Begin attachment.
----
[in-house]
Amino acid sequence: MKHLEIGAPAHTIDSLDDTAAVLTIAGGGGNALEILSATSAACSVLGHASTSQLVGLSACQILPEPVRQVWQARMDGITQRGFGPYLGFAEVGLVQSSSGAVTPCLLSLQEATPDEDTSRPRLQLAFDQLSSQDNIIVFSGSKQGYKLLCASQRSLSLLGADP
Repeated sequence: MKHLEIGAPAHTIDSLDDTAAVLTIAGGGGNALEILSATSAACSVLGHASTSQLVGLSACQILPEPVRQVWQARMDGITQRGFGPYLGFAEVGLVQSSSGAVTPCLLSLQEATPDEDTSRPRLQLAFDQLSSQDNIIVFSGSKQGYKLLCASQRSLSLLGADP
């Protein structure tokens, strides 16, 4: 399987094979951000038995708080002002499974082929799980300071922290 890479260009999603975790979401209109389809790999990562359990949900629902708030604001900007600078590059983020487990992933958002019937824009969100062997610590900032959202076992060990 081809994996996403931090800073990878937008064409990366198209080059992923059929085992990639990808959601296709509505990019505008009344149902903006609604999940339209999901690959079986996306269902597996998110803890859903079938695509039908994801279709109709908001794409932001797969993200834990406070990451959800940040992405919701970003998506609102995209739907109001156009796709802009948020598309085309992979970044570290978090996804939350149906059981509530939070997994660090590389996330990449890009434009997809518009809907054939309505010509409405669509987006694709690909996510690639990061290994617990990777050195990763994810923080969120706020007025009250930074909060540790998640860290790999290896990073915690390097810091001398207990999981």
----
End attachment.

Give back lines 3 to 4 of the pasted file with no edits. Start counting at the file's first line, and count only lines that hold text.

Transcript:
Repeated sequence: MKHLEIGAPAHTIDSLDDTAAVLTIAGGGGNALEILSATSAACSVLGHASTSQLVGLSACQILPEPVRQVWQARMDGITQRGFGPYLGFAEVGLVQSSSGAVTPCLLSLQEATPDEDTSRPRLQLAFDQLSSQDNIIVFSGSKQGYKLLCASQRSLSLLGADP
């Protein structure tokens, strides 16, 4: 399987094979951000038995708080002002499974082929799980300071922290 890479260009999603975790979401209109389809790999990562359990949900629902708030604001900007600078590059983020487990992933958002019937824009969100062997610590900032959202076992060990 081809994996996403931090800073990878937008064409990366198209080059992923059929085992990639990808959601296709509505990019505008009344149902903006609604999940339209999901690959079986996306269902597996998110803890859903079938695509039908994801279709109709908001794409932001797969993200834990406070990451959800940040992405919701970003998506609102995209739907109001156009796709802009948020598309085309992979970044570290978090996804939350149906059981509530939070997994660090590389996330990449890009434009997809518009809907054939309505010509409405669509987006694709690909996510690639990061290994617990990777050195990763994810923080969120706020007025009250930074909060540790998640860290790999290896990073915690390097810091001398207990999981």